Extended Reality (XR)

Extended Reality (XR) refers to all technologies combining real and virtual environment, enhancing human and computer interaction. Augmented Reality (AR), Virtual Reality (VR), and Mixed Reality (MR) are three representative forms of XR technologies. AR refers to This is also a method to encourage citizens to participate in planning process, since vivid and realistic view of the plan can help to narrow down the gap between the reality after plan’s implementation and citizens’ expectations. By having a better understanding of planning projects, citizens can make a more rational and informed decisions in public participation process.





Basic Information on the Method
Mode of communication
Face-to-face, Online, Both
Group size
6-30, 31 and more
Geographical scale
Public space, Neighbourhood
Skills required
Basic, Average
Resources needed
Medium, High
Level of Involvement
Level of involvement
Inform, Consult
Type of knowledge enabled
Convergence (Broad public), Convergence - Small groups
Additional Criteria
Planning phase
Planning & Design
Methodological approach

How to use the method

Model building and transposing

Firstly, a 3D model or virtual layers should be built for the target site with dedicated software, then transposed to VR/AR/MR software to enable the models/layers being showcased in VR/AR/MR hardware.

Instructions for use and safety training

Adequate instructions of how to explore in the model, how to turn on/off different layers in the model should be provided to the participants. In the case of using VR equipment, safety issues are not rare. Due to the immersivity, users may forget the physical surrounding of them and  have the hazard of stumbling and running into objects nearby. Sometimes virtual reality devices can also cause nausea and dizziness. Therefore, if an organizer is providing venue and equipment, safety training and a second person who is acting as a spotter is recommended.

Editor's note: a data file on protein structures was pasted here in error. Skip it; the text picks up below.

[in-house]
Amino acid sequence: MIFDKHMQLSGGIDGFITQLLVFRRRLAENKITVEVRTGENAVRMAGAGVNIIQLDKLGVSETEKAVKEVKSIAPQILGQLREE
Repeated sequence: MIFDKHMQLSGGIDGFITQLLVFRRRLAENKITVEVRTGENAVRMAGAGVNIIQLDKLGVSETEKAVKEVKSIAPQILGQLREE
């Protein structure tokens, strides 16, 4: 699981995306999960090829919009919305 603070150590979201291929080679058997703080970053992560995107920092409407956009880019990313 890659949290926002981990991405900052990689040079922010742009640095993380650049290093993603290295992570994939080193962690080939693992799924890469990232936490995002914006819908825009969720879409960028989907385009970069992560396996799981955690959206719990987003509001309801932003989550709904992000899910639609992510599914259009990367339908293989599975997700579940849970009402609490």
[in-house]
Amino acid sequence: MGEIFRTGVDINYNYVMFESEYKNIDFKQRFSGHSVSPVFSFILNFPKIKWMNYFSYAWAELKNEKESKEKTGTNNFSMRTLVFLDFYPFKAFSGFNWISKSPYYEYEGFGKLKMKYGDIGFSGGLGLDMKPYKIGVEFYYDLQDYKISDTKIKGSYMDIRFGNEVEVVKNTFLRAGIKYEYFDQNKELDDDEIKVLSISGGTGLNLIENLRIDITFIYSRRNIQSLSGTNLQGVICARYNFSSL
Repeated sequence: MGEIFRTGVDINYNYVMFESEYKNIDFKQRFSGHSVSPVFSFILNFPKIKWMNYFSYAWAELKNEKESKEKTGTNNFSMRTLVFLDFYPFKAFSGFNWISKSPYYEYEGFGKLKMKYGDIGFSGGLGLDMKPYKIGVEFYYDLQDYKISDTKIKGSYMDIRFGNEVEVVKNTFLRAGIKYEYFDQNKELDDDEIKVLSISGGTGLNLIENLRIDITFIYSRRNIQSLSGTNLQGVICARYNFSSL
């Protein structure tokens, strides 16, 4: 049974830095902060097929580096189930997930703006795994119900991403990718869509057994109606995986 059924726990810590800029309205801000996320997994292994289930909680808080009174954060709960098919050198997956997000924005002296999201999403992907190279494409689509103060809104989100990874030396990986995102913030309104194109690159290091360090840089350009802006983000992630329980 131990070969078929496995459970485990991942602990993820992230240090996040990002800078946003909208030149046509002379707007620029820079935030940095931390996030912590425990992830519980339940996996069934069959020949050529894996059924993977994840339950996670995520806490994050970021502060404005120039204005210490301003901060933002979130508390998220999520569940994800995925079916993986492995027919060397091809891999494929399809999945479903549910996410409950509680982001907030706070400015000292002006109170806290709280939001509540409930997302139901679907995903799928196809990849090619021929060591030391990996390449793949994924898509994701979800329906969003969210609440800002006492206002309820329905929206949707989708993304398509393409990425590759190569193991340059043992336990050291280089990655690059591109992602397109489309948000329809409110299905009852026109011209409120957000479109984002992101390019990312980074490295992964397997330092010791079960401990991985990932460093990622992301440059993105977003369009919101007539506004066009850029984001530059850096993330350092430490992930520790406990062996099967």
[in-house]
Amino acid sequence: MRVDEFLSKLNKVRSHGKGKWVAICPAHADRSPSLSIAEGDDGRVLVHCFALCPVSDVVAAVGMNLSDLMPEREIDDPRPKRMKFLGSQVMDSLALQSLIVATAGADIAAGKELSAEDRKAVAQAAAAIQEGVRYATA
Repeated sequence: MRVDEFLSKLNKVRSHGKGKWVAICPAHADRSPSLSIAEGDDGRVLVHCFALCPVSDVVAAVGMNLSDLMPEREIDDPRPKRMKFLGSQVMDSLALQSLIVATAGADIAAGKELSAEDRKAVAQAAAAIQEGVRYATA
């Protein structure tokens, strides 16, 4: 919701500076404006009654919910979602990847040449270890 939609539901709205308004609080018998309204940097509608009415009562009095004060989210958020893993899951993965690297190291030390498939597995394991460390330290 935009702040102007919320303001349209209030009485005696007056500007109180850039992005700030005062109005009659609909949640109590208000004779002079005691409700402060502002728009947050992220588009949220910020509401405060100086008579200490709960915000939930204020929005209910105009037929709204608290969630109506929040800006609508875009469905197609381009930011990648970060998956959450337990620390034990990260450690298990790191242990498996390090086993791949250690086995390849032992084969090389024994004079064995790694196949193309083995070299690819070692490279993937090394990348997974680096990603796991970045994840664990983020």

Showcase and data/proposal collection

This method can not only be used for demonstrating “how a future plan will look like after implementation”, but also allowing participants to explore, mark up, create, and design in the virtual environment. With AR, participants visit the study area with a phone/tablet, through which they can see information about the area and how alternative plans will look like. With VR, participants explore the virtual environment using a VR headset in a special venue or in their own place if they have the required devices. This method can be combined with other participatory planning methods such Digital Walkthrough, Decision Theatre and Participatory 3D Design, etc.

Data collection and storage

After the showcase, the information and data created by participants should be collected and stored for futher planning process.

What are the outcomes

  • Virtual environment of the target area
  • Different scenarios building, editing, and comparing
  • Scenes simulation
  • Impact evaluation

Skills required

Skills: basic, average

  • Skills of operating VR/AR devices
  • knowledge and skills to explore and create designs/plans in the virtual environment

Resources needed

Resources: medium, high

  • Resources to provide devices and venue
  • experts and resources to build 3D models of the target area using VR/AR software

Strengths and weaknesses

  • Intuitive experience: “What you see is what you get.” Participants do not have to read floor plans or 2D maps to imagine a 3D environment. This can help to lower the threshold of participating.
  • Immersive experience (VR): Participants can explore the environment from their point of view without being physically on site.
  • Real-time feedback: Changes in the virtual environment can be seen immediately. Participants and planners can see the expected outcomes before implementation.
  • Lower cost (money and time) for plan/design modification compared to rebuilding after implementation.
  • Improving experience: With AR, the additional information in the virtual layer improves the experience on site.
  • Demanding devices (for VR)
  • High-performance computer needed to support the VR devices

Use cases

Augmented Urbans
The Augmented Urbans project was implemented in collaboration with 4 countries in Baltic Sea region (Estonia, Finland, Latvia, and Sweden). This project explored and utilized AR, VR, and MR technologies to support urban planning processes, to improve stakeholder participation and link long-term visions with short-term actions to provide high level of expertise to Central Baltic cities. In the framework of the project, five integrated urban management plans were developed to aid Central Baltic cities to become more resilient and sustainable.


Try one of these tools & resources

  1. Allen, M., Regenbrecht, H., & Abbott, M. (2011, November). Smart-phone augmented reality for public participation in urban planning. In Proceedings of the 23rd Australian computer-human interaction conference (pp. 11-20).
  2. Angelini, C., Williams, A. S., Kress, M., Vieira, E. R., D'Souza, N., Rishe, N. D., ... & Ortega, F. R. (2020). City planning with augmented reality. arXiv preprint arXiv:2001.06578.
  3. Cirulis, A., & Brigmanis, K. B. (2013). 3D outdoor augmented reality for architecture and urban planning. Procedia Computer Science, 25, 71-79.
  4. https://www.autodesk.com/autodesk-university/zh-hans/forge-content/au_class-urn%3Aadsk.content%3Acontent%3A1b43c121-b703-47ac-8949-b4225335d10c#video